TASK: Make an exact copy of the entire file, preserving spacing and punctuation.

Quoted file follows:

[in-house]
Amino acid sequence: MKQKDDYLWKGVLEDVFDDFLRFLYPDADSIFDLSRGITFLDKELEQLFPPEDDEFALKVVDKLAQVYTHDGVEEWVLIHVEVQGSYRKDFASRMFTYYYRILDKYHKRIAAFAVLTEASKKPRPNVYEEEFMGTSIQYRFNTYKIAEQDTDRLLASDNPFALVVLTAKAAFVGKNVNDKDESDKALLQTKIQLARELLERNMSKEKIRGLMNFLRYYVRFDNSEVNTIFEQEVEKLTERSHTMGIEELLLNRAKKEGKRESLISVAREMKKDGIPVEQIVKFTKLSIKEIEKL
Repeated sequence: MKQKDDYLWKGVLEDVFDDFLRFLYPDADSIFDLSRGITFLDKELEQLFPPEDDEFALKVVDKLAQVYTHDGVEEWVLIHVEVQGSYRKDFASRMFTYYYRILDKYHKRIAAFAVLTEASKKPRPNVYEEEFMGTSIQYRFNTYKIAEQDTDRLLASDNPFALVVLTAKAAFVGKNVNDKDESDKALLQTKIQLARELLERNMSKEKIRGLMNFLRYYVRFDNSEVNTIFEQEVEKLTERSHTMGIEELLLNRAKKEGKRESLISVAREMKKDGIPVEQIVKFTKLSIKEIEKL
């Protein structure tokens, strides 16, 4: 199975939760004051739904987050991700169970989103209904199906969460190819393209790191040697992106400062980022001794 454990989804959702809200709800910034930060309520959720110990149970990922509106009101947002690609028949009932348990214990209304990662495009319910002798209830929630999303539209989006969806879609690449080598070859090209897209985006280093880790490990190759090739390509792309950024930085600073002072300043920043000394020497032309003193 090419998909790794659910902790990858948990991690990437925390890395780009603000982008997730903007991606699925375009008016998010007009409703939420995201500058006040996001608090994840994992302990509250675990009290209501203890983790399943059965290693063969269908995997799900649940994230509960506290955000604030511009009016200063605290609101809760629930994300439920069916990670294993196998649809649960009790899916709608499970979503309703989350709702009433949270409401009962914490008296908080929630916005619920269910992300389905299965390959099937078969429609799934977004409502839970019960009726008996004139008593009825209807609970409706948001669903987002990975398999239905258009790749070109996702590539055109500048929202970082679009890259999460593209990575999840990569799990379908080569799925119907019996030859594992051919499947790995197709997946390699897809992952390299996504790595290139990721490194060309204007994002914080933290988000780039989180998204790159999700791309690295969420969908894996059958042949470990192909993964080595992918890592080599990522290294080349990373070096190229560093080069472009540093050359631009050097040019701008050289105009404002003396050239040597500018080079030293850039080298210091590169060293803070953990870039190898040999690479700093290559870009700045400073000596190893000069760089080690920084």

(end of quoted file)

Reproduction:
[in-house]
Amino acid sequence: MKQKDDYLWKGVLEDVFDDFLRFLYPDADSIFDLSRGITFLDKELEQLFPPEDDEFALKVVDKLAQVYTHDGVEEWVLIHVEVQGSYRKDFASRMFTYYYRILDKYHKRIAAFAVLTEASKKPRPNVYEEEFMGTSIQYRFNTYKIAEQDTDRLLASDNPFALVVLTAKAAFVGKNVNDKDESDKALLQTKIQLARELLERNMSKEKIRGLMNFLRYYVRFDNSEVNTIFEQEVEKLTERSHTMGIEELLLNRAKKEGKRESLISVAREMKKDGIPVEQIVKFTKLSIKEIEKL
Repeated sequence: MKQKDDYLWKGVLEDVFDDFLRFLYPDADSIFDLSRGITFLDKELEQLFPPEDDEFALKVVDKLAQVYTHDGVEEWVLIHVEVQGSYRKDFASRMFTYYYRILDKYHKRIAAFAVLTEASKKPRPNVYEEEFMGTSIQYRFNTYKIAEQDTDRLLASDNPFALVVLTAKAAFVGKNVNDKDESDKALLQTKIQLARELLERNMSKEKIRGLMNFLRYYVRFDNSEVNTIFEQEVEKLTERSHTMGIEELLLNRAKKEGKRESLISVAREMKKDGIPVEQIVKFTKLSIKEIEKL
């Protein structure tokens, strides 16, 4: 199975939760004051739904987050991700169970989103209904199906969460190819393209790191040697992106400062980022001794 454990989804959702809200709800910034930060309520959720110990149970990922509106009101947002690609028949009932348990214990209304990662495009319910002798209830929630999303539209989006969806879609690449080598070859090209897209985006280093880790490990190759090739390509792309950024930085600073002072300043920043000394020497032309003193 090419998909790794659910902790990858948990991690990437925390890395780009603000982008997730903007991606699925375009008016998010007009409703939420995201500058006040996001608090994840994992302990509250675990009290209501203890983790399943059965290693063969269908995997799900649940994230509960506290955000604030511009009016200063605290609101809760629930994300439920069916990670294993196998649809649960009790899916709608499970979503309703989350709702009433949270409401009962914490008296908080929630916005619920269910992300389905299965390959099937078969429609799934977004409502839970019960009726008996004139008593009825209807609970409706948001669903987002990975398999239905258009790749070109996702590539055109500048929202970082679009890259999460593209990575999840990569799990379908080569799925119907019996030859594992051919499947790995197709997946390699897809992952390299996504790595290139990721490194060309204007994002914080933290988000780039989180998204790159999700791309690295969420969908894996059958042949470990192909993964080595992918890592080599990522290294080349990373070096190229560093080069472009540093050359631009050097040019701008050289105009404002003396050239040597500018080079030293850039080298210091590169060293803070953990870039190898040999690479700093290559870009700045400073000596190893000069760089080690920084």